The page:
Ekaterina Walter is a social innovator at Intel. A recognized business and marketing thought leader , she is a speaker and a regular contributor to Mashable, Fast Company, Huffington Post, and other leading-edge print and online publications. Walter has been featured in Forbes and BusinessReviewUSA and was named among 25 Women Who Rock Social Media in 2012. She sits on a Board of Directors of Word of Mouth Marketing Association (WOMMA) and is an active member of the Thunderbird Global Council at Thunderbird School of Global Management. Her new book “Think Like Zuck: The Five Business Secrets of Facebook’s Improbably Brilliant CEO Mark Zuckerberg” officially releases today.
Or at least that’s the way the official bio runs. After tweeting with her over a period of weeks and then a long conversation via Skype, I can say she’s every bit as knowledgeable as the bio implies. Ekaterina is also a very vibrant, energetic, and passionate woman who is extremely approachable. She is the kind of person you will make friends with quickly and keep as a friend for a very long time.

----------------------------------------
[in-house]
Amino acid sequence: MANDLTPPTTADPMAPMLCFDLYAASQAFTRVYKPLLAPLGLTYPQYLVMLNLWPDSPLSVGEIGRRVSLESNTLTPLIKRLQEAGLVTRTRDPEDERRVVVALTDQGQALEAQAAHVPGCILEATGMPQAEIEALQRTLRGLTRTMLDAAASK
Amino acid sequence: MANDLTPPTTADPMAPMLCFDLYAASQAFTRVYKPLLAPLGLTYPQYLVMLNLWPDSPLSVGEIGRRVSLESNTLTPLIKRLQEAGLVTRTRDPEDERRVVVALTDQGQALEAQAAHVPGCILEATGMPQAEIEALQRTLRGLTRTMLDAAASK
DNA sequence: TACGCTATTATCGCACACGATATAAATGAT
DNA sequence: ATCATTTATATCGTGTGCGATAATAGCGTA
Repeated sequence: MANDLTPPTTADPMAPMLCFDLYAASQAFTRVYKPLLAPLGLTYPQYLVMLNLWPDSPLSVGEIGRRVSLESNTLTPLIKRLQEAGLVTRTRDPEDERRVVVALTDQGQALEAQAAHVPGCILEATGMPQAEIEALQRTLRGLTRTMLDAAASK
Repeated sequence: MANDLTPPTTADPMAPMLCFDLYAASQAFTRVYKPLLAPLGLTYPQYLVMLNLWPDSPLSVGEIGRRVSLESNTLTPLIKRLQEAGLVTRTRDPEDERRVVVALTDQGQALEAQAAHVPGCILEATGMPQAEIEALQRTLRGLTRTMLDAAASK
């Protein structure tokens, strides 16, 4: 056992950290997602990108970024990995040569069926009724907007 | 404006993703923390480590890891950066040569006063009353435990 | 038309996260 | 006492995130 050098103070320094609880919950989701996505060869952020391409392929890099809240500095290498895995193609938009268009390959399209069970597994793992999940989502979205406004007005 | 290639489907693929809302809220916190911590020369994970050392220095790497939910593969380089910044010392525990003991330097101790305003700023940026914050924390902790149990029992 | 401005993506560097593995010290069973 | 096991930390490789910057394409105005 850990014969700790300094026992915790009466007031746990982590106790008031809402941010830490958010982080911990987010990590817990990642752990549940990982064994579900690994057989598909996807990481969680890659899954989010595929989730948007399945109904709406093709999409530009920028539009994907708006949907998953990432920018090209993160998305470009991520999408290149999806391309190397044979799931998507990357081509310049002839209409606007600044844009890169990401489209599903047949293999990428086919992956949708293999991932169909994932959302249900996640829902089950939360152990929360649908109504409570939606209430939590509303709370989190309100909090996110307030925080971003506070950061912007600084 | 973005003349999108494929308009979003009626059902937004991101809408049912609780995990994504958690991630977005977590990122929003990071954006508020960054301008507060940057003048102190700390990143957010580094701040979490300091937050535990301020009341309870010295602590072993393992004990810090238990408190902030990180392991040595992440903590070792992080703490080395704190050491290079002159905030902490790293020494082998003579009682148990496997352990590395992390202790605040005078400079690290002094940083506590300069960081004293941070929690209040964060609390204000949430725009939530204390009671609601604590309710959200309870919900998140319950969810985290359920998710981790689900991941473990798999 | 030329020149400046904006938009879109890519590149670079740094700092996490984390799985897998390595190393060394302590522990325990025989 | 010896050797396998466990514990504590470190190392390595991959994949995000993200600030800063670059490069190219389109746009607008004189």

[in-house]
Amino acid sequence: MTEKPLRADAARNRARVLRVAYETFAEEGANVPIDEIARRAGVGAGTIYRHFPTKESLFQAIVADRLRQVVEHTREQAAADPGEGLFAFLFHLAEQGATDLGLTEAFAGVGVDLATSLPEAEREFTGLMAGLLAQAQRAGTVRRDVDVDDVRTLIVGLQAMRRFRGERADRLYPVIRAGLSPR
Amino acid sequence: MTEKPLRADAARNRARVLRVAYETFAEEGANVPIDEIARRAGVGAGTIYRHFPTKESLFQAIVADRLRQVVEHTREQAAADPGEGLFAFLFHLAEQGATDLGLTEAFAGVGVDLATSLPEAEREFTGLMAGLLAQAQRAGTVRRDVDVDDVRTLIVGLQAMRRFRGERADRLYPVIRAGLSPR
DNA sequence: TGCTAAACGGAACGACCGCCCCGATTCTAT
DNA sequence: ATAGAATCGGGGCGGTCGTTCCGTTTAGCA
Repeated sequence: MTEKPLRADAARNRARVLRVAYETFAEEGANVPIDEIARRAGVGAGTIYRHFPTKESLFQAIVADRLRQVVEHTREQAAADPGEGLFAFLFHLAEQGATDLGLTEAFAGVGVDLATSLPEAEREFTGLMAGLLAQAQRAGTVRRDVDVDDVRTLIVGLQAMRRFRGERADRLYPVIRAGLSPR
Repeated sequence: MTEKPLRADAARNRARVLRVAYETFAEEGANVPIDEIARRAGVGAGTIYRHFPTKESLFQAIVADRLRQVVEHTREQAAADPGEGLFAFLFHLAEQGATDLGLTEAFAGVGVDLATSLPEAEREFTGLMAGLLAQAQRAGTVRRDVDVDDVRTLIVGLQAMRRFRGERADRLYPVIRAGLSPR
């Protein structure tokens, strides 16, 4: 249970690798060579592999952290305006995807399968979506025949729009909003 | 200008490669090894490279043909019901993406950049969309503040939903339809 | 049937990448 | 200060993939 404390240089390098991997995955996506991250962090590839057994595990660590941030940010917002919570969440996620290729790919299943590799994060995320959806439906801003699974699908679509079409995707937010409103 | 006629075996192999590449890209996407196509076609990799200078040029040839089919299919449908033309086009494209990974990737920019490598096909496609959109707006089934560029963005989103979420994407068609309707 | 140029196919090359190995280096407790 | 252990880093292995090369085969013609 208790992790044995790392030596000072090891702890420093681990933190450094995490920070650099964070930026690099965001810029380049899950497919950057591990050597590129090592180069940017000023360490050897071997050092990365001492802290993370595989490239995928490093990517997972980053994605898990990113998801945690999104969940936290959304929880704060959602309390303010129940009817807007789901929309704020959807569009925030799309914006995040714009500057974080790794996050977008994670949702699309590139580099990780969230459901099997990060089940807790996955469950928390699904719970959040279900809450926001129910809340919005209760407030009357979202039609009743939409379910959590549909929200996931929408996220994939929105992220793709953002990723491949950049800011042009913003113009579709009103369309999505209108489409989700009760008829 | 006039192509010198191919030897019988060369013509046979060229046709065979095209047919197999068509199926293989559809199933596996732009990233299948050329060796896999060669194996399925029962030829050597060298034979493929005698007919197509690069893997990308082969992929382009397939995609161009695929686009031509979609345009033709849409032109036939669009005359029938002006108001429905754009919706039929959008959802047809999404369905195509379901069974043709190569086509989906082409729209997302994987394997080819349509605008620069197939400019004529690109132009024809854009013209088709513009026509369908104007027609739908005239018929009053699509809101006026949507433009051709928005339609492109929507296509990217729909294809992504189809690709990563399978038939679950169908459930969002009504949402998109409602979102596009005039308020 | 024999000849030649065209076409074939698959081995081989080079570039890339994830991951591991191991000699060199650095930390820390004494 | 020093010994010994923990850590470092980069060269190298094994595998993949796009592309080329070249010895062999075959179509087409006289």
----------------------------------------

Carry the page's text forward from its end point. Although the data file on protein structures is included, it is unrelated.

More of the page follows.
But enough personal insight into the author, what we really want to do is learn more about how to “Think Like Zuck.”
SEJ: Who was the audience you had in mind while you were writing “Think Like Zuck?”
EW: Everybody, really. As a marketer that sounds sacrilegious, right? Marketing to everyone is the silliest thing ever, right? True, but there are tons of great people in companies all over the world that aren’t comfortable taking the risks of entrepreneurship. They are, however, driving amazing change within these companies, sometimes with no team, no budget, no resources. When I was writing, I tapped into the years of working with brands and advising start-ups. Yes, the entrepreneurs are my obvious audience, but also innovators, people that want to create something no matter where they are. I wrote this for anyone that wants to be a better leader right where they are.
SEJ: There are 5 Key Principals you highlight in the book: Passion, Purpose, People, Product, and Partnerships. How does Passion provide the fuel to keep innovation alive every day?